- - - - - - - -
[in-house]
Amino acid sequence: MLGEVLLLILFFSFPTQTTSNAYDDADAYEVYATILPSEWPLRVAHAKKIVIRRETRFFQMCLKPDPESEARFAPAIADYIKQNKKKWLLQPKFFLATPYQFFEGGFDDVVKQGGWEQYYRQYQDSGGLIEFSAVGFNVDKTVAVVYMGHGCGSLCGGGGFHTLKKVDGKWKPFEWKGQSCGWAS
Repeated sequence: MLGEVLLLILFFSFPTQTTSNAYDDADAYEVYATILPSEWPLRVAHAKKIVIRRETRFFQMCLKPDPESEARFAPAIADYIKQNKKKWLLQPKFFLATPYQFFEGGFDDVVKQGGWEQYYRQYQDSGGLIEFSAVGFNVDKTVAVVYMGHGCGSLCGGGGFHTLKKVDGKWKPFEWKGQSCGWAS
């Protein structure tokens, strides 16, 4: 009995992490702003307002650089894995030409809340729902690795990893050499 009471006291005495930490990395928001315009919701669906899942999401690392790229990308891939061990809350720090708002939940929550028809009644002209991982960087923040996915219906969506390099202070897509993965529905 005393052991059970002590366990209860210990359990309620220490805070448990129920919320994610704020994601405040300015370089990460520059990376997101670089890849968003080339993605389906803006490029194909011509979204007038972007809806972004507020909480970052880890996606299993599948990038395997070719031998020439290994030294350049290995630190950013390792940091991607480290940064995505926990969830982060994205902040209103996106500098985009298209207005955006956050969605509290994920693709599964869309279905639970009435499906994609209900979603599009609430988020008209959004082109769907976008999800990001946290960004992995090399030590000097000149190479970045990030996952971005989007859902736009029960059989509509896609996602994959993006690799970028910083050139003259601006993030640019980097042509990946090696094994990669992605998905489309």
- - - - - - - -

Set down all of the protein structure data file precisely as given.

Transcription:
[in-house]
Amino acid sequence: MLGEVLLLILFFSFPTQTTSNAYDDADAYEVYATILPSEWPLRVAHAKKIVIRRETRFFQMCLKPDPESEARFAPAIADYIKQNKKKWLLQPKFFLATPYQFFEGGFDDVVKQGGWEQYYRQYQDSGGLIEFSAVGFNVDKTVAVVYMGHGCGSLCGGGGFHTLKKVDGKWKPFEWKGQSCGWAS
Repeated sequence: MLGEVLLLILFFSFPTQTTSNAYDDADAYEVYATILPSEWPLRVAHAKKIVIRRETRFFQMCLKPDPESEARFAPAIADYIKQNKKKWLLQPKFFLATPYQFFEGGFDDVVKQGGWEQYYRQYQDSGGLIEFSAVGFNVDKTVAVVYMGHGCGSLCGGGGFHTLKKVDGKWKPFEWKGQSCGWAS
């Protein structure tokens, strides 16, 4: 009995992490702003307002650089894995030409809340729902690795990893050499 009471006291005495930490990395928001315009919701669906899942999401690392790229990308891939061990809350720090708002939940929550028809009644002209991982960087923040996915219906969506390099202070897509993965529905 005393052991059970002590366990209860210990359990309620220490805070448990129920919320994610704020994601405040300015370089990460520059990376997101670089890849968003080339993605389906803006490029194909011509979204007038972007809806972004507020909480970052880890996606299993599948990038395997070719031998020439290994030294350049290995630190950013390792940091991607480290940064995505926990969830982060994205902040209103996106500098985009298209207005955006956050969605509290994920693709599964869309279905639970009435499906994609209900979603599009609430988020008209959004082109769907976008999800990001946290960004992995090399030590000097000149190479970045990030996952971005989007859902736009029960059989509509896609996602994959993006690799970028910083050139003259601006993030640019980097042509990946090696094994990669992605998905489309």